Chad Burton: There was an update to the CARES act. You have until the end of August to roll that back over, to redeposit it in your IRA or even now inherited IRA and avoid the taxation on that. So that’s a change. There’s now a bill on PPP loan forgiveness calculators introduced in the House to create a simple online calculator to help small business owners fill out loan forgiveness forms. And there’s going to be another round of this, I assume. There’s just going to have to be, based on what I’m seeing out there in the world of small businesses.
Chad Burton: If you’re tech, healthcare, whatever, you’re fine, but it’s the small businesses that are getting affected because you’re having a whole other slew of closures of places like Arizona saying, “Okay, we’re back to closing bars for another 31 days,” and that’s just going to be the death now and a lot of restaurants. So the virus is here to stay for a bit. This is way off topic here, but everybody’s having to wear a mask now, right? And I keep seeing these stories of masks creating mouth breathers. It’s harder to breathe through your nose at the mask because you got that thing pinched around your nose. This is about one of the worst things you can do for not only your immune defense system, but also just for sleep and sleep is so important for your immunity, for your overall defense and mouth breathers are really, really bad at sleep.
Chad Burton: If you look into this, as you know, I’ve been looking into sleep a lot lately because it’s something I always struggle with. I’ve been on this great string of sleep lately for some of the stuff that I was talking about. But last night I got 45 minutes of sleep. One of the things that I’ve been doing to help is these nose cones, because I’m waiting to have deviated septum surgery. I can’t breathe out of my right nostril almost. I pushed my nose over years and years of wrestling and probably broke my nose a couple of times. So these nose cones have actually helped. Not the prettiest thing to look at, but it helps me breathe through my nose. And all of a sudden I was waking up without headaches and looking into it, nasal breathing is critical to a good night’s sleep compared to oral breathing, nasal breathing decreases snoring and excessive daytime sleepiness.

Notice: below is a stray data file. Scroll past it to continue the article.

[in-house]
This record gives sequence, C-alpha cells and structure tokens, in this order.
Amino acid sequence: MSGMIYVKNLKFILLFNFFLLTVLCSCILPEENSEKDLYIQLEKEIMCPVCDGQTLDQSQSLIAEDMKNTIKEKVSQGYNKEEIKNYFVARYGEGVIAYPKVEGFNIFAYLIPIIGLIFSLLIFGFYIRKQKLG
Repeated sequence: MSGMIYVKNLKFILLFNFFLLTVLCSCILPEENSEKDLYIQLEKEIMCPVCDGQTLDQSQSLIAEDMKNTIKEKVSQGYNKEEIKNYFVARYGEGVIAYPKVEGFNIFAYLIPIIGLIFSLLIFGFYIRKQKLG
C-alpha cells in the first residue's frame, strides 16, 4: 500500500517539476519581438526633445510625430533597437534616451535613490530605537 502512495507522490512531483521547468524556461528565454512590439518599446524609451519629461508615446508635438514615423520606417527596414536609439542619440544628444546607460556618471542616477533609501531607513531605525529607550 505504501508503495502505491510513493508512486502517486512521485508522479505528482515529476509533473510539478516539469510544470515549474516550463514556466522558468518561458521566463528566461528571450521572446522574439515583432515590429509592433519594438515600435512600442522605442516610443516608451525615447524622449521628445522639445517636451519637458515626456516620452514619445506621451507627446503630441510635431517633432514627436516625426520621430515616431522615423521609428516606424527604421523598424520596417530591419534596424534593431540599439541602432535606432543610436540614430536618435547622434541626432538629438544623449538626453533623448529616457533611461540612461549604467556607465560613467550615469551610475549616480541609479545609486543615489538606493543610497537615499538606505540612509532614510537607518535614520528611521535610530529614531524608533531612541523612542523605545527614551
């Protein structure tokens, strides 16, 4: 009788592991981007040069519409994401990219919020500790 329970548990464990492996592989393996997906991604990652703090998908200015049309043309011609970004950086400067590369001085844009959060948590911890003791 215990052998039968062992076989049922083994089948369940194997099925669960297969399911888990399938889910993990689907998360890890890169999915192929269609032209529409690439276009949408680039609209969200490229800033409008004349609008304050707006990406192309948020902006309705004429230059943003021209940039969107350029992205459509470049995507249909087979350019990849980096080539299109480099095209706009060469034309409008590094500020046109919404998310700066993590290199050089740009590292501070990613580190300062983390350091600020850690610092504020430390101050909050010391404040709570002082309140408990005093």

Chad Burton: All the rage now, if you look into this, is you have these nose cones things that help keep your nostrils open and then mouth tapes. So a lot of people are looking into this so much that they’re actually … If you go on Amazon, you can find this mouth tape. It’ll tape your mouth shut at night to force you to breathe through your nose, to have better sleep and research conducted during the previous SARS outbreak showed that nitric oxide inhibited the replication of the SARS virus. And in this study, basically nose breathing helps. It’s your first line of defense, because if you’re breathing through your mouth, you have a dry mouth. That screws up your immune system and decreases your nitric oxide. Nasal breathing is good for you, plain and simple. So look into it, because this virus is going to be around for a while and you’ve got to do everything that you can to protect yourself from it.
Chad Burton: Whether it’s start to lose weight, look at what you’re doing in terms of what you’re eating. I do an immune drink every morning from Organifi. That’s the first thing I do when I get up. And sleeping so important to all of it. So nasal breathing, elevating your mattress all comes into play when it comes to sleeping and your immune defense, and another big one that I believe in and I can’t say “Here’s the proof, here’s all these medical papers for it,” but just look into vitamin D intake, and how much vitamin D you have when it comes to fighting this stuff. All right. Higher levels of vitamin D, it’s a big issue. So make sure you’re getting enough vitamin D intake. If you’re taking extra vitamin D, you’ve got to have vitamin K to help make sure it goes to the right places, essentially.